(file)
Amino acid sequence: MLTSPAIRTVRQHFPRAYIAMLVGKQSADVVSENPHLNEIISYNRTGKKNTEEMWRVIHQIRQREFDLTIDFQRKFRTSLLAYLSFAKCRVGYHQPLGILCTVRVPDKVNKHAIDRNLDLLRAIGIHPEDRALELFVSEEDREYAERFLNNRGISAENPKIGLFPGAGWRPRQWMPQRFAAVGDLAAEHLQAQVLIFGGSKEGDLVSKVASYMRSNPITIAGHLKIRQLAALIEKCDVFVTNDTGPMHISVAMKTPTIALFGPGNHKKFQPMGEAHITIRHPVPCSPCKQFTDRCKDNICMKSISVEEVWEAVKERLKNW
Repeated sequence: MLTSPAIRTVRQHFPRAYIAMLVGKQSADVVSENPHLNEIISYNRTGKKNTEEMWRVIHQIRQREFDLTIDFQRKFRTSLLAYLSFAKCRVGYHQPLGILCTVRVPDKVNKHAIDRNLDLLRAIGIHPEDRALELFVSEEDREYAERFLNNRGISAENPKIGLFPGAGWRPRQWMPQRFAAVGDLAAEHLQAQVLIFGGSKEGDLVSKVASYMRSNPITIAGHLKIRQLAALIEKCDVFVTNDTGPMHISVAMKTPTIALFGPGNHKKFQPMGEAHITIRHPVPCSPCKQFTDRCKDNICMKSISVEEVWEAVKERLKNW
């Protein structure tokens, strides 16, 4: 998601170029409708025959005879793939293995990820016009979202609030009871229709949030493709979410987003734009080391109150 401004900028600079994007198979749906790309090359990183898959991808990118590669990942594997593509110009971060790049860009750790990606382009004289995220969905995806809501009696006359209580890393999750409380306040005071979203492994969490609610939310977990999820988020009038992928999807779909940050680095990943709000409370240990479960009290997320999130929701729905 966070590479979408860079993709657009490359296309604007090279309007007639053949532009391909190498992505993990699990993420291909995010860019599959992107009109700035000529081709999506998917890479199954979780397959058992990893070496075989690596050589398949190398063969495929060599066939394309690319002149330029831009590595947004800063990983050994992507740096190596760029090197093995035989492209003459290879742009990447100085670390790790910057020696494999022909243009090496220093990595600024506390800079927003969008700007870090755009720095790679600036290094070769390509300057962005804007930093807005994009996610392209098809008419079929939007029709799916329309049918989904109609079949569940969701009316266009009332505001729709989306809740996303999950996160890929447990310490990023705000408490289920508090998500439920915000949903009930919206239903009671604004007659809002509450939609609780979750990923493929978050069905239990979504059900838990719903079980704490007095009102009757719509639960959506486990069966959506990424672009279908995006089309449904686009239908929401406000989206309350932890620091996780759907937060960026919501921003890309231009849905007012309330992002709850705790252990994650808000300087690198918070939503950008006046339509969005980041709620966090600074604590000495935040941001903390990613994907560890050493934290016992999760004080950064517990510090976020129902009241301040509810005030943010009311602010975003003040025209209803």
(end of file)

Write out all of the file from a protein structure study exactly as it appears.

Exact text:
Amino acid sequence: MLTSPAIRTVRQHFPRAYIAMLVGKQSADVVSENPHLNEIISYNRTGKKNTEEMWRVIHQIRQREFDLTIDFQRKFRTSLLAYLSFAKCRVGYHQPLGILCTVRVPDKVNKHAIDRNLDLLRAIGIHPEDRALELFVSEEDREYAERFLNNRGISAENPKIGLFPGAGWRPRQWMPQRFAAVGDLAAEHLQAQVLIFGGSKEGDLVSKVASYMRSNPITIAGHLKIRQLAALIEKCDVFVTNDTGPMHISVAMKTPTIALFGPGNHKKFQPMGEAHITIRHPVPCSPCKQFTDRCKDNICMKSISVEEVWEAVKERLKNW
Repeated sequence: MLTSPAIRTVRQHFPRAYIAMLVGKQSADVVSENPHLNEIISYNRTGKKNTEEMWRVIHQIRQREFDLTIDFQRKFRTSLLAYLSFAKCRVGYHQPLGILCTVRVPDKVNKHAIDRNLDLLRAIGIHPEDRALELFVSEEDREYAERFLNNRGISAENPKIGLFPGAGWRPRQWMPQRFAAVGDLAAEHLQAQVLIFGGSKEGDLVSKVASYMRSNPITIAGHLKIRQLAALIEKCDVFVTNDTGPMHISVAMKTPTIALFGPGNHKKFQPMGEAHITIRHPVPCSPCKQFTDRCKDNICMKSISVEEVWEAVKERLKNW
């Protein structure tokens, strides 16, 4: 998601170029409708025959005879793939293995990820016009979202609030009871229709949030493709979410987003734009080391109150 401004900028600079994007198979749906790309090359990183898959991808990118590669990942594997593509110009971060790049860009750790990606382009004289995220969905995806809501009696006359209580890393999750409380306040005071979203492994969490609610939310977990999820988020009038992928999807779909940050680095990943709000409370240990479960009290997320999130929701729905 966070590479979408860079993709657009490359296309604007090279309007007639053949532009391909190498992505993990699990993420291909995010860019599959992107009109700035000529081709999506998917890479199954979780397959058992990893070496075989690596050589398949190398063969495929060599066939394309690319002149330029831009590595947004800063990983050994992507740096190596760029090197093995035989492209003459290879742009990447100085670390790790910057020696494999022909243009090496220093990595600024506390800079927003969008700007870090755009720095790679600036290094070769390509300057962005804007930093807005994009996610392209098809008419079929939007029709799916329309049918989904109609079949569940969701009316266009009332505001729709989306809740996303999950996160890929447990310490990023705000408490289920508090998500439920915000949903009930919206239903009671604004007659809002509450939609609780979750990923493929978050069905239990979504059900838990719903079980704490007095009102009757719509639960959506486990069966959506990424672009279908995006089309449904686009239908929401406000989206309350932890620091996780759907937060960026919501921003890309231009849905007012309330992002709850705790252990994650808000300087690198918070939503950008006046339509969005980041709620966090600074604590000495935040941001903390990613994907560890050493934290016992999760004080950064517990510090976020129902009241301040509810005030943010009311602010975003003040025209209803």